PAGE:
What Types of Trusts Can I Use in My Estate Plan?

Estate planning provides many options for different types of trusts, which each provide its own benefits. The common goal of a trust is to transfer assets to a loved one or charitable organization, for their own benefit. Trusts can also be useful in protecting parts of your estate from liability or probate, avoiding a costly litigation process, and potentially saving some money on taxes.

Revocable Trusts

Revocable trusts, also known as living trusts or revocable living trusts, are generally used to contain assets that you want to pass on to loved ones. While they don’t provide as many benefits as other types of trusts, they do allow you to modify or transfer assets in and out as necessary. They will keep your assets out of probate, which may be all you require of a trust. If so, a revocable trust is recommended for its simplicity and flexibility.

Irrevocable Trusts

As opposed to the revocable trust, an irrevocable trust is unable to be changed after it is created. Once assets are transferred to the trust, you can no longer remove them. Irrevocable trusts, however, provide other benefits than revocable trusts. The most common use is to protect assets from creditors, as an irrevocable trust essentially removes those assets from your estate. This can minimize your estate tax liability, or shelter important assets from collection. 

Testamentary Trusts

Testamentary trusts are established at the time of death. They are generally used to dictate the timing of when a beneficiary will receive the assets of a trust while allowing another individual to manage the assets in the meantime. This can be useful for passing on assets to children who are adolescents, and so cannot receive the assets of a trust at the time of the grantor’s death. They may also be used to provide income to a beneficiary over a longer period of time, instead of receiving all of the assets at once.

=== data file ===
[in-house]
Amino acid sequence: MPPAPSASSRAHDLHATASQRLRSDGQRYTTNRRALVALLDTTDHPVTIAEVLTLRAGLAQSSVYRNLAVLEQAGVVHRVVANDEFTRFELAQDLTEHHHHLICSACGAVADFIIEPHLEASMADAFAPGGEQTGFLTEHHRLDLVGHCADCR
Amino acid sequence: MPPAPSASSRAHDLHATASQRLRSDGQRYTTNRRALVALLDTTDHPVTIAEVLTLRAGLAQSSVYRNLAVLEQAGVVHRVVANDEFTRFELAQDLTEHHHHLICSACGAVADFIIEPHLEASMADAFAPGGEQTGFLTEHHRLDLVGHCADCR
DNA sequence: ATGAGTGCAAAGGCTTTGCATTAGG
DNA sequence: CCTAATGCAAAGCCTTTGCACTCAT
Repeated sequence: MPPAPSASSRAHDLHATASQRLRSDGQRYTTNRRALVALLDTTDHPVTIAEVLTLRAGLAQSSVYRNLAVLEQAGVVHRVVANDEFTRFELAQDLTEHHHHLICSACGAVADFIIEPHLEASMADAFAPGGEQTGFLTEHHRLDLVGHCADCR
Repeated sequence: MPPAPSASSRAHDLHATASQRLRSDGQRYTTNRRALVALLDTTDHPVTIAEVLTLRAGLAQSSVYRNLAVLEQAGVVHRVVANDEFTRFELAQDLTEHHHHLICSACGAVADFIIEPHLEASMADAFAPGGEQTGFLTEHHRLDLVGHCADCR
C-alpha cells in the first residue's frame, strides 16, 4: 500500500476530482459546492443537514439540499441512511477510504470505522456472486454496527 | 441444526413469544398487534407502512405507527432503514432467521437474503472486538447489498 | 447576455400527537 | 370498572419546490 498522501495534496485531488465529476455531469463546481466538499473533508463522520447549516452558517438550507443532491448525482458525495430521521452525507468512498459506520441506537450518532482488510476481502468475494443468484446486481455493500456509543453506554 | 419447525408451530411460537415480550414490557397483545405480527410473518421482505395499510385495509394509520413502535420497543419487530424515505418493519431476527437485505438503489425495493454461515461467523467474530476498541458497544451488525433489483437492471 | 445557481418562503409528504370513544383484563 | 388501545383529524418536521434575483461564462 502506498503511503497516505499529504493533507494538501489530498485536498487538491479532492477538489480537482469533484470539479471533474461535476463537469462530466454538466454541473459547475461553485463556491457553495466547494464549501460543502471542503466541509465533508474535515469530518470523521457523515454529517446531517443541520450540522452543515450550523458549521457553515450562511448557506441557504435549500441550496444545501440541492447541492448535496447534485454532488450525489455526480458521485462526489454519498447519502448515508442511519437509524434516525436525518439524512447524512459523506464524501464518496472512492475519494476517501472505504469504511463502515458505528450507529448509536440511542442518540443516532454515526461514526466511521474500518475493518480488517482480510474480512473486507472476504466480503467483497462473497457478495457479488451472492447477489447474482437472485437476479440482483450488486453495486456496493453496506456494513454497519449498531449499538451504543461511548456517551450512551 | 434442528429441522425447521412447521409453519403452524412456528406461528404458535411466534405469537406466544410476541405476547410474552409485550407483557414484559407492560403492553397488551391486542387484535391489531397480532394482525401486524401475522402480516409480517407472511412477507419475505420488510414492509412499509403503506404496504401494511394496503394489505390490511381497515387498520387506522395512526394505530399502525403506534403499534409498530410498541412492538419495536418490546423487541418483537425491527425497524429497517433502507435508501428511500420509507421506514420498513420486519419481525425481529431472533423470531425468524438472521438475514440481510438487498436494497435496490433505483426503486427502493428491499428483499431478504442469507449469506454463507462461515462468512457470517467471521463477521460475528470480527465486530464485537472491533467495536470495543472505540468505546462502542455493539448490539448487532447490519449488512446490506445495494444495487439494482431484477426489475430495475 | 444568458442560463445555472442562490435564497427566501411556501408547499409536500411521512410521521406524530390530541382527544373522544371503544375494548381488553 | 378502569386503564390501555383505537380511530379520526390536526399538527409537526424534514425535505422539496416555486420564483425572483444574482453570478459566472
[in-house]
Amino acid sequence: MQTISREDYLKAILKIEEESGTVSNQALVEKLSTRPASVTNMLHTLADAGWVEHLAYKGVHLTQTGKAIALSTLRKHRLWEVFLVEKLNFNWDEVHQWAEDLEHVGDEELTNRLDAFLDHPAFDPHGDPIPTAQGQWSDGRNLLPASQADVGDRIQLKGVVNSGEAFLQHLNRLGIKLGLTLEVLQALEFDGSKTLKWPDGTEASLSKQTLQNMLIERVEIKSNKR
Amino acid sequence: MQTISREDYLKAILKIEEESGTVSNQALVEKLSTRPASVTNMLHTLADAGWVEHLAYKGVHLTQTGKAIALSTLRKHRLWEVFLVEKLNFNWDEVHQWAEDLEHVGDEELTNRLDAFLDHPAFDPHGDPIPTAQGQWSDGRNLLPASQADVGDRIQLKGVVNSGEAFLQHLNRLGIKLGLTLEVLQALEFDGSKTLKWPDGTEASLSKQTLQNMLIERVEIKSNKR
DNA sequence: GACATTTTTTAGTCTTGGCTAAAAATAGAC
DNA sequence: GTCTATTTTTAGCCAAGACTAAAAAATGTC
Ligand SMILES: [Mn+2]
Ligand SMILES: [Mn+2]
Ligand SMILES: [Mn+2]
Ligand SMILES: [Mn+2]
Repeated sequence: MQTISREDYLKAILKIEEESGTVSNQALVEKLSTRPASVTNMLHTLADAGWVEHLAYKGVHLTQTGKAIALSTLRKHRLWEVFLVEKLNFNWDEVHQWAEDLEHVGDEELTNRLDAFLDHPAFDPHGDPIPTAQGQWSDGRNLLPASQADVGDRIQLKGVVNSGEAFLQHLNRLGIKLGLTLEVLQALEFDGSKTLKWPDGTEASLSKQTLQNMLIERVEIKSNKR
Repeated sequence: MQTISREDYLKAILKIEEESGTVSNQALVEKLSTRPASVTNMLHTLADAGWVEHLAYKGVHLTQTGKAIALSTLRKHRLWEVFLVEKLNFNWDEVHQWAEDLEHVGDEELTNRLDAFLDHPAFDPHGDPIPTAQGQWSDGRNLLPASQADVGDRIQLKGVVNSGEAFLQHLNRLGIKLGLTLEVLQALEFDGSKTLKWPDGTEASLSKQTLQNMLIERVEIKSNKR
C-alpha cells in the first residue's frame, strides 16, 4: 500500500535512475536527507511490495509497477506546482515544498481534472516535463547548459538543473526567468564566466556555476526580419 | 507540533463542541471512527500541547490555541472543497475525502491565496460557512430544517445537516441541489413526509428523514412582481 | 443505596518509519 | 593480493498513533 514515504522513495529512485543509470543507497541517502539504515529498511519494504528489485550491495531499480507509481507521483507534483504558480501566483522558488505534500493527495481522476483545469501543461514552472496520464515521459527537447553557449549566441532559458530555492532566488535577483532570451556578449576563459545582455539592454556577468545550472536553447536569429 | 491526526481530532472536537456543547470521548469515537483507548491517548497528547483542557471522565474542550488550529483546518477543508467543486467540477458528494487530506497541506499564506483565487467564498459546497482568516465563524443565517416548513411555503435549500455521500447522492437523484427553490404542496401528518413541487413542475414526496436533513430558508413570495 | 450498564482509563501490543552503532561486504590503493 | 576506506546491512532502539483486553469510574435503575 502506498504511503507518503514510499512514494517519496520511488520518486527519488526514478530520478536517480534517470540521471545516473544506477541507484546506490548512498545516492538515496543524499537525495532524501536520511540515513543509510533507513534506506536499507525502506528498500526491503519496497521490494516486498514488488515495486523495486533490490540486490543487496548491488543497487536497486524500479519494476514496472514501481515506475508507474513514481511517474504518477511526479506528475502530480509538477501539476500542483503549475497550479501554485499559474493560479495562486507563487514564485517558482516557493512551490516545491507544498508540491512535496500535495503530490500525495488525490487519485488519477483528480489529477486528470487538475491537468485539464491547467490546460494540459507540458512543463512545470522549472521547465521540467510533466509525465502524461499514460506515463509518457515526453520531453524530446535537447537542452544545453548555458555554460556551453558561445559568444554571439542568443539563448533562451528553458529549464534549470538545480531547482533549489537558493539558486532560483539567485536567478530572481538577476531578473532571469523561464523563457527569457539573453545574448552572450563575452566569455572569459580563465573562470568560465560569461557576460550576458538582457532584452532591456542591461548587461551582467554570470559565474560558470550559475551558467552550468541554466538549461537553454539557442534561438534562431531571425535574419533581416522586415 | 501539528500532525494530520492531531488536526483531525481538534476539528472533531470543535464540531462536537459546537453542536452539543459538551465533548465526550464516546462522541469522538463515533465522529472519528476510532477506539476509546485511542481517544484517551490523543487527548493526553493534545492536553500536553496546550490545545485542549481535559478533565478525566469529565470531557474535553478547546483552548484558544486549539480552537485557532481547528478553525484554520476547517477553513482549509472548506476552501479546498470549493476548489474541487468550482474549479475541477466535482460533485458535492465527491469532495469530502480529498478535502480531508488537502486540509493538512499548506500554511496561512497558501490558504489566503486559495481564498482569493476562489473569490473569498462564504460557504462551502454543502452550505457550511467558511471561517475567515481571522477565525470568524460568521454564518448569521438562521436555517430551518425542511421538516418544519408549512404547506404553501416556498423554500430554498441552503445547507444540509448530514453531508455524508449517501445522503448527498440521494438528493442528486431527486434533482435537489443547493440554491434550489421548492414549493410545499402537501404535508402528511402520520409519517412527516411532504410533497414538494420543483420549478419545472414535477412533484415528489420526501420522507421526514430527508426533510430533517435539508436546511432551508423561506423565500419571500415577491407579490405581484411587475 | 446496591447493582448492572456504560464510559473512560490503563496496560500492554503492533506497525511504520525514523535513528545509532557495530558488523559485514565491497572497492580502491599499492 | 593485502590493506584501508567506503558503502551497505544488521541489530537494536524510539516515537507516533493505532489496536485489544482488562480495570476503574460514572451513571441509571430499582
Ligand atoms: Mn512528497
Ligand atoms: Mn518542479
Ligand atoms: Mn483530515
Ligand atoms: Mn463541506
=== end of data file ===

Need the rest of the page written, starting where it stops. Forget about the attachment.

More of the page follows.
Special Needs Trusts

Because many people with special needs or physical disabilities rely on government assistance programs, a special needs trust is sometimes necessary to ensure that they retain their eligibility for these programs. Often, eligibility for these programs is dependent on income, so special needs trusts are structured in a way that won’t disrupt their eligibility. 
This is by no means an exhaustive list of every type of trust available for your estate planning needs, so consulting with an estate planning attorney is always recommended to determine the best type of trust to suit your needs. If you’re ready to make use of a trust, or want to begin your own estate planning process, contact our team at (713) 455-6661 or through our website.

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